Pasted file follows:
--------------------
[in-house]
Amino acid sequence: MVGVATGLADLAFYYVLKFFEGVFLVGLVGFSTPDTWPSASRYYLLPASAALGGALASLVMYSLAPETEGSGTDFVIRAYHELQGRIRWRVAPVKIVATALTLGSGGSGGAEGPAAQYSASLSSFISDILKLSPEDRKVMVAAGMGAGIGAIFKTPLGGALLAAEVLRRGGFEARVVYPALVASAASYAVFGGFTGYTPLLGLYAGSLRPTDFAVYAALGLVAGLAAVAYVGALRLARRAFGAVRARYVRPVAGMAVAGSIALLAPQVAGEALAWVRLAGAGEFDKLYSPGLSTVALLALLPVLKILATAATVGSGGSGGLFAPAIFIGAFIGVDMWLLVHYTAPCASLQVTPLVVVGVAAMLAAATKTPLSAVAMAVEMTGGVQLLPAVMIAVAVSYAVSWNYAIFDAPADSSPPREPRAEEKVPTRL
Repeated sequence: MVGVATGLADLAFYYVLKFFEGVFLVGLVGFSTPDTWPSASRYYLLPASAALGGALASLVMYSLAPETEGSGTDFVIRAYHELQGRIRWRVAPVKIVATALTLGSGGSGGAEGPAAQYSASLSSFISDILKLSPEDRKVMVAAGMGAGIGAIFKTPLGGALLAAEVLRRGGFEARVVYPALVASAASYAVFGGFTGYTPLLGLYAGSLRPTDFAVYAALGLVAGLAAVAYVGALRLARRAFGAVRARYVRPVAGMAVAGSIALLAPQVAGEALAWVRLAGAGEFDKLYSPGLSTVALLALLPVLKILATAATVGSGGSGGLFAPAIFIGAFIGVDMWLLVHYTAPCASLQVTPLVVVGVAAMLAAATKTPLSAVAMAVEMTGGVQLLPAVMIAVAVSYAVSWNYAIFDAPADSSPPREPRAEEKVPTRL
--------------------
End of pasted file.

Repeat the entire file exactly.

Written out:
[in-house]
Amino acid sequence: MVGVATGLADLAFYYVLKFFEGVFLVGLVGFSTPDTWPSASRYYLLPASAALGGALASLVMYSLAPETEGSGTDFVIRAYHELQGRIRWRVAPVKIVATALTLGSGGSGGAEGPAAQYSASLSSFISDILKLSPEDRKVMVAAGMGAGIGAIFKTPLGGALLAAEVLRRGGFEARVVYPALVASAASYAVFGGFTGYTPLLGLYAGSLRPTDFAVYAALGLVAGLAAVAYVGALRLARRAFGAVRARYVRPVAGMAVAGSIALLAPQVAGEALAWVRLAGAGEFDKLYSPGLSTVALLALLPVLKILATAATVGSGGSGGLFAPAIFIGAFIGVDMWLLVHYTAPCASLQVTPLVVVGVAAMLAAATKTPLSAVAMAVEMTGGVQLLPAVMIAVAVSYAVSWNYAIFDAPADSSPPREPRAEEKVPTRL
Repeated sequence: MVGVATGLADLAFYYVLKFFEGVFLVGLVGFSTPDTWPSASRYYLLPASAALGGALASLVMYSLAPETEGSGTDFVIRAYHELQGRIRWRVAPVKIVATALTLGSGGSGGAEGPAAQYSASLSSFISDILKLSPEDRKVMVAAGMGAGIGAIFKTPLGGALLAAEVLRRGGFEARVVYPALVASAASYAVFGGFTGYTPLLGLYAGSLRPTDFAVYAALGLVAGLAAVAYVGALRLARRAFGAVRARYVRPVAGMAVAGSIALLAPQVAGEALAWVRLAGAGEFDKLYSPGLSTVALLALLPVLKILATAATVGSGGSGGLFAPAIFIGAFIGVDMWLLVHYTAPCASLQVTPLVVVGVAAMLAAATKTPLSAVAMAVEMTGGVQLLPAVMIAVAVSYAVSWNYAIFDAPADSSPPREPRAEEKVPTRL